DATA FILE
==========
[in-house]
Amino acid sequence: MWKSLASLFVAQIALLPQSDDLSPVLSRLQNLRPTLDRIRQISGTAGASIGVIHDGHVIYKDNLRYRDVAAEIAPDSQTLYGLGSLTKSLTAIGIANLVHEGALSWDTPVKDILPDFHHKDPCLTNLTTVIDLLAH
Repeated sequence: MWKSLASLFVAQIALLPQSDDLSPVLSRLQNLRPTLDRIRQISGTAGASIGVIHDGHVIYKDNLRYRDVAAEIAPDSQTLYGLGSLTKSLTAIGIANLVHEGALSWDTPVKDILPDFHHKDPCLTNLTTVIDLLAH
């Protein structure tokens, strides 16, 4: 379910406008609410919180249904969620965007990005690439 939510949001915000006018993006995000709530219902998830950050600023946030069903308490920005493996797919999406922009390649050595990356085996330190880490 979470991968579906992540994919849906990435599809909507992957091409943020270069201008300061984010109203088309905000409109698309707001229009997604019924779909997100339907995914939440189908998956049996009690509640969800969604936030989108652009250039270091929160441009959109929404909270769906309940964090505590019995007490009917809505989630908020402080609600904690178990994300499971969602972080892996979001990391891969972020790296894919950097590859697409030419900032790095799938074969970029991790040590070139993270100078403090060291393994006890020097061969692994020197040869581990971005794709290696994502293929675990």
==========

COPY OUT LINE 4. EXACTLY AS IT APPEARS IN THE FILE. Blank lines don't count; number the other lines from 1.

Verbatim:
């Protein structure tokens, strides 16, 4: 379910406008609410919180249904969620965007990005690439 939510949001915000006018993006995000709530219902998830950050600023946030069903308490920005493996797919999406922009390649050595990356085996330190880490 979470991968579906992540994919849906990435599809909507992957091409943020270069201008300061984010109203088309905000409109698309707001229009997604019924779909997100339907995914939440189908998956049996009690509640969800969604936030989108652009250039270091929160441009959109929404909270769906309940964090505590019995007490009917809505989630908020402080609600904690178990994300499971969602972080892996979001990391891969972020790296894919950097590859697409030419900032790095799938074969970029991790040590070139993270100078403090060291393994006890020097061969692994020197040869581990971005794709290696994502293929675990």